Masterpiece Trip 2017, Naka Island, Vietnam

Naka Island -> Hanoi (Transfer Day)

We got up, had breakfast, and checked out. We didn’t see kitty again, but I had left some meat out for her the night before. Hopefully she got it because a) it was raining very hard, and b) I don’t like to think I accidentally fed the snake. They had us hit the gong once for ‘goodbye’ and away we went back on the boat to the mainland. We had the same efficient boat driver who helped us find our taxi and got us on our way. This time our driver was very cautious and there wasn’t any music. He was also more expensive. Safety has a price, and that price is 150 baht.

We were flying from Phuket to Hanoi, but we had a layover in Bangkok. We really weren’t sure if we were supposed to go to the domestic terminal (our first destination) or international terminal (our final destination). Sal guessed domestic, and since Sal is right about 98% more times than I am, we went with his guess. Sal was having an off day, I guess, because we got to the check-in counter and were told we needed to be at the international terminal, so we started hoofing it. We already knew it wasn’t too far since we had walked it when we arrived when we were trying to find the metered taxi. We started seeing signs for a shuttle bus to the next terminal and a man noticed me reading it and waved me down asking if we wanted to take the bus as he was the driver, so it worked out pretty well. We gave him a tip once we got to the international terminal and after he helped us with our luggage. Big smile.

Now that we were at the right terminal we found the Air Asia gate and checked in. We then made our way through passport control, only to find that my stamped departure card was missing. This made no sense because I literally had checked when we were in the bus to make sure both our passports had the cards. The security woman told me we had to go back to the check in counter, which was fine by me because I was convinced she had it there as I didn’t have it anywhere in my purse. We walked back up to her station and she handed us blank departure cards to fill out. I told her that I had one that was already filled out and stamped. She looked around her desk and then looked on the floor and there it was. Smooth move, Air Asia. I mean, apparently we could have gotten a blank one and filled it out, etc., but really… don’t lose people’s documents. She giggled and said, “oops! Sorry!”.

Our flight to Bangkok left on time and got there a few minutes early. We got through security quickly and ended up with about a 5 hour layover in the International Terminal. There really is nothing there except restaurants and a lounge. I thought there might be a massage place, but no luck. Shoot! We ended up getting Japanese food for lunch, then wandered over to ask how much a day pass was for the lounge. The price was right and included food and drinks for two hours. Do’h. Shouldn’t have stopped for lunch! Oh, well. We chilled out in the lounge until it was time for our flight and I got a couple blogs done. These things take forever!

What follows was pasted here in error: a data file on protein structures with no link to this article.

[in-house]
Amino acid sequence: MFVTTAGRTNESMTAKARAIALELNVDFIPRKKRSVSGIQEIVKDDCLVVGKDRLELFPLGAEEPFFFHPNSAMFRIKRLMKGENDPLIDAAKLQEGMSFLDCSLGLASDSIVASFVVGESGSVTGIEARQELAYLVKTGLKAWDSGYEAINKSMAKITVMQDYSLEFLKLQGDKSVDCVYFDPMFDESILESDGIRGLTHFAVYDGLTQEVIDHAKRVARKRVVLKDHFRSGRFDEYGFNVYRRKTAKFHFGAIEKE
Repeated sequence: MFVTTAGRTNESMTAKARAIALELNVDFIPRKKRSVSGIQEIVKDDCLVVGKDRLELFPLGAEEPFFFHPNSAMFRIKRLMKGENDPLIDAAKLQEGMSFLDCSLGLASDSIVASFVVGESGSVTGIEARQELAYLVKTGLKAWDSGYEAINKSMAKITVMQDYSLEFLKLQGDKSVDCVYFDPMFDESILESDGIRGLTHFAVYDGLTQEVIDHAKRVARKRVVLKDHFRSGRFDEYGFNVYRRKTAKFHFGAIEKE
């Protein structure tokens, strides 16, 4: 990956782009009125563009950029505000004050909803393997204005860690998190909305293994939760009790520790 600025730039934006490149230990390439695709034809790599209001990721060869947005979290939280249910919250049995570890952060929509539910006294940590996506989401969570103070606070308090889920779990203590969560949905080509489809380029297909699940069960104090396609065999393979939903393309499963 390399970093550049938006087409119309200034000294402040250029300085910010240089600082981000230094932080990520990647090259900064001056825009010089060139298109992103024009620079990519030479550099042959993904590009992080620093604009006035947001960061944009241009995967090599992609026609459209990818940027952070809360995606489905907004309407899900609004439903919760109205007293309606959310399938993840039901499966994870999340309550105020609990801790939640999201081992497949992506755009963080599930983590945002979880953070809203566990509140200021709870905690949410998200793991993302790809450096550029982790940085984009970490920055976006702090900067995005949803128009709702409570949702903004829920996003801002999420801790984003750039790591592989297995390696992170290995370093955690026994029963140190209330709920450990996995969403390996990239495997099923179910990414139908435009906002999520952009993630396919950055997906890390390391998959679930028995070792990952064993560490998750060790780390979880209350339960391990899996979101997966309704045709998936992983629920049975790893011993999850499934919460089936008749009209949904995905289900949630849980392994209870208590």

The flight to Hanoi was only two hours and we were in the bulkhead seats so got to deplane first. Unfortunately another plane landed right before us and most of those people made it to immigration before we did. It was around this time we discovered that Project Fi doesn’t work in Vietnam, so we’d only have the free WiFi at the Airport and no cellular service. We got there and it was confusing at first what you needed to do. Since we were here for three weeks, we needed a Visa. We made our way to where the line was forming and it was a little bit of a mess. There was a group of guys who were not paying attention and causing a gap that people were using to cut the line. I yelled out, “HEY!” and everyone turned around and looked at me…except the group of guys. Eventually a security person told them to move up. After you give your application you wait for them to have your Visa ready and you give them your money and passport photos. That took over 30 minutes. The only thing we could do to keep ourselves amused was look at the projected passport pic of the person whose Visa was ready and try to match it to the people in the waiting group. Some of those people have really changed since their passport photos! I was glad Sal’s photo was projected and not mine (you could go up with your party and they’d finish everyone’s paperwork together).

We got through getting our passport stamped, then found our luggage. The next challenge was finding the driver. The woman who set up one of our tours also set up a driver to pick us up and take us to our hotel. Now let me tell you what the setup at Hanoi airport is like: when you pass through customs there are two exits you can take, as opposed to one. So we had no idea which exit the driver would be at, and it was pretty chaotic. We checked both exits, waited a few minutes, and walked around again. We couldn’t find him. After 15 minutes I got on WhatsApp and tried to find out what was going on. I wasn’t hearing anything back, so I emailed our other tour guide who recommended the one who set up the transfers, and he called her. Then we went through a whole rigmarole of her trying to find the driver. Eventually he found us. He didn’t have a sign, so I don’t know how he thought he could. I was tired and grumpy, to say the least. It had been a very long day.

We drove about 45 minutes to the airport and he dropped us off. I did not tip him. His big smile for us disappeared very quickly. We got to our hotel, La Selva, and were greeted warmly and professionally. We were given juice and fruit and lots of local & hotel information. Crist, the man who checked us in, saw we were tired and said, “maybe we will talk about this tomorrow!”. And oh what a day tomorrow would be… 

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